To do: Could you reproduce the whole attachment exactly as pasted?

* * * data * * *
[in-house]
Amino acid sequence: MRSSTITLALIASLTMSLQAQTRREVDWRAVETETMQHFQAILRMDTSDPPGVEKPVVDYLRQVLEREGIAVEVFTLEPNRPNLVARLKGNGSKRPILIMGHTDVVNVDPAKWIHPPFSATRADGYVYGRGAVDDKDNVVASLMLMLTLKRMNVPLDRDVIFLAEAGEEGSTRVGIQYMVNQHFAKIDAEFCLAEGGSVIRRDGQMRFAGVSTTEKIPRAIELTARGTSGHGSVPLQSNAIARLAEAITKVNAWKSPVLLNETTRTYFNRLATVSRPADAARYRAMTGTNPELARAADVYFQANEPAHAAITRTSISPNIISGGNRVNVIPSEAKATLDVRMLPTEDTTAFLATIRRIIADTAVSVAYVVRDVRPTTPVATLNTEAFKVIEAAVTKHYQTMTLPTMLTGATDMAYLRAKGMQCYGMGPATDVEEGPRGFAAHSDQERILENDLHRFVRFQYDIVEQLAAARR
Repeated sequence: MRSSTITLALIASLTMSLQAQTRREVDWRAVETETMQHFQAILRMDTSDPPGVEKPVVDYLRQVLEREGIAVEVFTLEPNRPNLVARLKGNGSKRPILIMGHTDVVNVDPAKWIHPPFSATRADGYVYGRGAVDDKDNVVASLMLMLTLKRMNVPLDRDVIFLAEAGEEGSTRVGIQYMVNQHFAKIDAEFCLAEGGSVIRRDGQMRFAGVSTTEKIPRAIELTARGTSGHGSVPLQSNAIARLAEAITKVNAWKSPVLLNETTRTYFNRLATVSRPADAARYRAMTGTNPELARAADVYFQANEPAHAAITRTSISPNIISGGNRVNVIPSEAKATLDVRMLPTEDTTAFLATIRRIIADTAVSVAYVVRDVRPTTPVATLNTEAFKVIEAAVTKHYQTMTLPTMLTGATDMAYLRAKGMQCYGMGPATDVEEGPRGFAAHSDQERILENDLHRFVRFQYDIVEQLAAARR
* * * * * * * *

[in-house]
Amino acid sequence: MRSSTITLALIASLTMSLQAQTRREVDWRAVETETMQHFQAILRMDTSDPPGVEKPVVDYLRQVLEREGIAVEVFTLEPNRPNLVARLKGNGSKRPILIMGHTDVVNVDPAKWIHPPFSATRADGYVYGRGAVDDKDNVVASLMLMLTLKRMNVPLDRDVIFLAEAGEEGSTRVGIQYMVNQHFAKIDAEFCLAEGGSVIRRDGQMRFAGVSTTEKIPRAIELTARGTSGHGSVPLQSNAIARLAEAITKVNAWKSPVLLNETTRTYFNRLATVSRPADAARYRAMTGTNPELARAADVYFQANEPAHAAITRTSISPNIISGGNRVNVIPSEAKATLDVRMLPTEDTTAFLATIRRIIADTAVSVAYVVRDVRPTTPVATLNTEAFKVIEAAVTKHYQTMTLPTMLTGATDMAYLRAKGMQCYGMGPATDVEEGPRGFAAHSDQERILENDLHRFVRFQYDIVEQLAAARR
Repeated sequence: MRSSTITLALIASLTMSLQAQTRREVDWRAVETETMQHFQAILRMDTSDPPGVEKPVVDYLRQVLEREGIAVEVFTLEPNRPNLVARLKGNGSKRPILIMGHTDVVNVDPAKWIHPPFSATRADGYVYGRGAVDDKDNVVASLMLMLTLKRMNVPLDRDVIFLAEAGEEGSTRVGIQYMVNQHFAKIDAEFCLAEGGSVIRRDGQMRFAGVSTTEKIPRAIELTARGTSGHGSVPLQSNAIARLAEAITKVNAWKSPVLLNETTRTYFNRLATVSRPADAARYRAMTGTNPELARAADVYFQANEPAHAAITRTSISPNIISGGNRVNVIPSEAKATLDVRMLPTEDTTAFLATIRRIIADTAVSVAYVVRDVRPTTPVATLNTEAFKVIEAAVTKHYQTMTLPTMLTGATDMAYLRAKGMQCYGMGPATDVEEGPRGFAAHSDQERILENDLHRFVRFQYDIVEQLAAARR